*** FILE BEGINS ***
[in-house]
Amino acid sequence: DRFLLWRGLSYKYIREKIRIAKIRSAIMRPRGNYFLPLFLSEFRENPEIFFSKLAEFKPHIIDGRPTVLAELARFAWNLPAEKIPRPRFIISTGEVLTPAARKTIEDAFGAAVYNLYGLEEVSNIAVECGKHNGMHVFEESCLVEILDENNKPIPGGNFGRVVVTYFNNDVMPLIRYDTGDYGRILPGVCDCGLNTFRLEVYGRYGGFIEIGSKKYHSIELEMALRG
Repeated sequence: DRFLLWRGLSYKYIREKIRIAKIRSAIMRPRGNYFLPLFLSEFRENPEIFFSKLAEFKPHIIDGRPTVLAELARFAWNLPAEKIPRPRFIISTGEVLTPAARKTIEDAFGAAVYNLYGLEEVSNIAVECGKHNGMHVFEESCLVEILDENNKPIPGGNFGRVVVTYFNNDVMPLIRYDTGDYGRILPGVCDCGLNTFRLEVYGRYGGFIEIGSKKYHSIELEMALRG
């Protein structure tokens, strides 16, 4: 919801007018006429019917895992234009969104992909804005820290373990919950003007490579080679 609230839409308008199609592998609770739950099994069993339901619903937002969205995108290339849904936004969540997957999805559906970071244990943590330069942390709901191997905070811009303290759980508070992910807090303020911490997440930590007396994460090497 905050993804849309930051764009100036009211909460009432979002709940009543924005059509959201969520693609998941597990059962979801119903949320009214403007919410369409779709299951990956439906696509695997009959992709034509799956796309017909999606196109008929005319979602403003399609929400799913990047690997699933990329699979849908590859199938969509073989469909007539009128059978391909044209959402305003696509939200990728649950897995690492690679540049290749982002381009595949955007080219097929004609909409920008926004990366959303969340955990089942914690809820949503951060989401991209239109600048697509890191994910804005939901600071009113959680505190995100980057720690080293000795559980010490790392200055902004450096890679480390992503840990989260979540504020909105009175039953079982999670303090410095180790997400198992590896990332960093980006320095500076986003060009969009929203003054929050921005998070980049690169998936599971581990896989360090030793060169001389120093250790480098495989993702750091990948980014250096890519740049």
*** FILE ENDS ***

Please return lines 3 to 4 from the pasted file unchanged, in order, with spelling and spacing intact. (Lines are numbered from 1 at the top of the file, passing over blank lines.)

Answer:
Repeated sequence: DRFLLWRGLSYKYIREKIRIAKIRSAIMRPRGNYFLPLFLSEFRENPEIFFSKLAEFKPHIIDGRPTVLAELARFAWNLPAEKIPRPRFIISTGEVLTPAARKTIEDAFGAAVYNLYGLEEVSNIAVECGKHNGMHVFEESCLVEILDENNKPIPGGNFGRVVVTYFNNDVMPLIRYDTGDYGRILPGVCDCGLNTFRLEVYGRYGGFIEIGSKKYHSIELEMALRG
């Protein structure tokens, strides 16, 4: 919801007018006429019917895992234009969104992909804005820290373990919950003007490579080679 609230839409308008199609592998609770739950099994069993339901619903937002969205995108290339849904936004969540997957999805559906970071244990943590330069942390709901191997905070811009303290759980508070992910807090303020911490997440930590007396994460090497 905050993804849309930051764009100036009211909460009432979002709940009543924005059509959201969520693609998941597990059962979801119903949320009214403007919410369409779709299951990956439906696509695997009959992709034509799956796309017909999606196109008929005319979602403003399609929400799913990047690997699933990329699979849908590859199938969509073989469909007539009128059978391909044209959402305003696509939200990728649950897995690492690679540049290749982002381009595949955007080219097929004609909409920008926004990366959303969340955990089942914690809820949503951060989401991209239109600048697509890191994910804005939901600071009113959680505190995100980057720690080293000795559980010490790392200055902004450096890679480390992503840990989260979540504020909105009175039953079982999670303090410095180790997400198992590896990332960093980006320095500076986003060009969009929203003054929050921005998070980049690169998936599971581990896989360090030793060169001389120093250790480098495989993702750091990948980014250096890519740049």